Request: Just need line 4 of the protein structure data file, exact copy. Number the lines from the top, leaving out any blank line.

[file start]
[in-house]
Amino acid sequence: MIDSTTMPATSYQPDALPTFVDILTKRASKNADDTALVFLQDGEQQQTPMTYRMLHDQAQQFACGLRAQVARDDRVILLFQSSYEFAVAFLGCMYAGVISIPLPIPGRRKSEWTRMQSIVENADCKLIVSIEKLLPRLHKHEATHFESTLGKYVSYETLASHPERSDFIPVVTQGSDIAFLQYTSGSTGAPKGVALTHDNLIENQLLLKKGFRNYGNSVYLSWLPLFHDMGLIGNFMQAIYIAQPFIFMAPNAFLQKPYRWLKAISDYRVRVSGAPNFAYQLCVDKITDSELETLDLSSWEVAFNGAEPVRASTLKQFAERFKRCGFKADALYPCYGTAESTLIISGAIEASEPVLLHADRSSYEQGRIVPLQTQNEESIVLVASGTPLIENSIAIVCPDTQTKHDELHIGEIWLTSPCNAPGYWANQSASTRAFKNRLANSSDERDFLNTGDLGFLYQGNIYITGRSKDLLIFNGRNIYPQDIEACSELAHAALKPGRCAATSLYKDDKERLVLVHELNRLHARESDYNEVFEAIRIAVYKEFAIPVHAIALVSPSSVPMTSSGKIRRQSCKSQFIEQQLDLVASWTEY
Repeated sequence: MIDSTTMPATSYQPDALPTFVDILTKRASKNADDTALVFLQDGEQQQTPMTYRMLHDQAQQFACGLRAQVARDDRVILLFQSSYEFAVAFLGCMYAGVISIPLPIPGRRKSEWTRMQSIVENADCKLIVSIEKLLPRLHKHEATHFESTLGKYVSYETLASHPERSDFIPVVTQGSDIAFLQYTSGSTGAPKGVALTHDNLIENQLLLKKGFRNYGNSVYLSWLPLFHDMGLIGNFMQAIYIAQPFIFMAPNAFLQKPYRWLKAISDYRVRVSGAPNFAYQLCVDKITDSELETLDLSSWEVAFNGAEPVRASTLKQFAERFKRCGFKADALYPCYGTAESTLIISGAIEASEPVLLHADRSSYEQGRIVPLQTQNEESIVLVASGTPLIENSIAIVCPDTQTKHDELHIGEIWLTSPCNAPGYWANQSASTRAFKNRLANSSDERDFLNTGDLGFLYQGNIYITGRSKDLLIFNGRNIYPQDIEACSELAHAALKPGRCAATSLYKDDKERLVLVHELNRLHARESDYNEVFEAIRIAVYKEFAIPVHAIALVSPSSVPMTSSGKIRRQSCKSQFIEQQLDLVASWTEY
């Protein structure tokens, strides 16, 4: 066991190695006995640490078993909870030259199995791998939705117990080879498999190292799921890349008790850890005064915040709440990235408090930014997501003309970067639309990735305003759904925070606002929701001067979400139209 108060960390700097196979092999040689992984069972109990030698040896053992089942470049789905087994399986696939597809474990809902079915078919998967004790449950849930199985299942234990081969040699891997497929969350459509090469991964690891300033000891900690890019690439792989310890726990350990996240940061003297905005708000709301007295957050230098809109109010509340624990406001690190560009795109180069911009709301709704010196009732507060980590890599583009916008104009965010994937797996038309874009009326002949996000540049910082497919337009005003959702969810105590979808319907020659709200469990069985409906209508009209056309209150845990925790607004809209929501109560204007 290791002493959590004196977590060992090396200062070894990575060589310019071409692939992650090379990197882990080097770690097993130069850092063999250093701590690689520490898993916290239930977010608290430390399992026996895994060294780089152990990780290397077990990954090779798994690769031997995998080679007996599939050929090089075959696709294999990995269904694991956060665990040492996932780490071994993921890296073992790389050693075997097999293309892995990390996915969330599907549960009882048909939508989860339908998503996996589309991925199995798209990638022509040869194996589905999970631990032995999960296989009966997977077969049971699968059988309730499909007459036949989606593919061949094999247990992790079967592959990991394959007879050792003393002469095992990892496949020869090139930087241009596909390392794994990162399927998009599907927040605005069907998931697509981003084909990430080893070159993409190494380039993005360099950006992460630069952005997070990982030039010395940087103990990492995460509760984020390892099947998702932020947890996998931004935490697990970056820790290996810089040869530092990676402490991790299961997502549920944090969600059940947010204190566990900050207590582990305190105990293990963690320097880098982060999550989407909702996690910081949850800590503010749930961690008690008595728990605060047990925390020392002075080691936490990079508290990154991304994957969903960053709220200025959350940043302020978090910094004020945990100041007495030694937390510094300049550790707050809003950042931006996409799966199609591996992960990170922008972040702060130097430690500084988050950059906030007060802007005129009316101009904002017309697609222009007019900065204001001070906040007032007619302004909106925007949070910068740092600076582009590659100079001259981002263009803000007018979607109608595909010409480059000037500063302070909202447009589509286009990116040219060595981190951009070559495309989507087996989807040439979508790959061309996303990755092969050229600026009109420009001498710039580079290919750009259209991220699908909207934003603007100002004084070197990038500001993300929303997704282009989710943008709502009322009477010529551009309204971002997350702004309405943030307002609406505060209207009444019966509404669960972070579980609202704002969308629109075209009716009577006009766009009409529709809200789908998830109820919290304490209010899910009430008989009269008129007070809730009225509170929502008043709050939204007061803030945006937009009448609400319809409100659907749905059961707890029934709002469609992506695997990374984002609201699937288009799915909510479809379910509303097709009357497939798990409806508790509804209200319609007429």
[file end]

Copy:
């Protein structure tokens, strides 16, 4: 066991190695006995640490078993909870030259199995791998939705117990080879498999190292799921890349008790850890005064915040709440990235408090930014997501003309970067639309990735305003759904925070606002929701001067979400139209 108060960390700097196979092999040689992984069972109990030698040896053992089942470049789905087994399986696939597809474990809902079915078919998967004790449950849930199985299942234990081969040699891997497929969350459509090469991964690891300033000891900690890019690439792989310890726990350990996240940061003297905005708000709301007295957050230098809109109010509340624990406001690190560009795109180069911009709301709704010196009732507060980590890599583009916008104009965010994937797996038309874009009326002949996000540049910082497919337009005003959702969810105590979808319907020659709200469990069985409906209508009209056309209150845990925790607004809209929501109560204007 290791002493959590004196977590060992090396200062070894990575060589310019071409692939992650090379990197882990080097770690097993130069850092063999250093701590690689520490898993916290239930977010608290430390399992026996895994060294780089152990990780290397077990990954090779798994690769031997995998080679007996599939050929090089075959696709294999990995269904694991956060665990040492996932780490071994993921890296073992790389050693075997097999293309892995990390996915969330599907549960009882048909939508989860339908998503996996589309991925199995798209990638022509040869194996589905999970631990032995999960296989009966997977077969049971699968059988309730499909007459036949989606593919061949094999247990992790079967592959990991394959007879050792003393002469095992990892496949020869090139930087241009596909390392794994990162399927998009599907927040605005069907998931697509981003084909990430080893070159993409190494380039993005360099950006992460630069952005997070990982030039010395940087103990990492995460509760984020390892099947998702932020947890996998931004935490697990970056820790290996810089040869530092990676402490991790299961997502549920944090969600059940947010204190566990900050207590582990305190105990293990963690320097880098982060999550989407909702996690910081949850800590503010749930961690008690008595728990605060047990925390020392002075080691936490990079508290990154991304994957969903960053709220200025959350940043302020978090910094004020945990100041007495030694937390510094300049550790707050809003950042931006996409799966199609591996992960990170922008972040702060130097430690500084988050950059906030007060802007005129009316101009904002017309697609222009007019900065204001001070906040007032007619302004909106925007949070910068740092600076582009590659100079001259981002263009803000007018979607109608595909010409480059000037500063302070909202447009589509286009990116040219060595981190951009070559495309989507087996989807040439979508790959061309996303990755092969050229600026009109420009001498710039580079290919750009259209991220699908909207934003603007100002004084070197990038500001993300929303997704282009989710943008709502009322009477010529551009309204971002997350702004309405943030307002609406505060209207009444019966509404669960972070579980609202704002969308629109075209009716009577006009766009009409529709809200789908998830109820919290304490209010899910009430008989009269008129007070809730009225509170929502008043709050939204007061803030945006937009009448609400319809409100659907749905059961707890029934709002469609992506695997990374984002609201699937288009799915909510479809379910509303097709009357497939798990409806508790509804209200319609007429």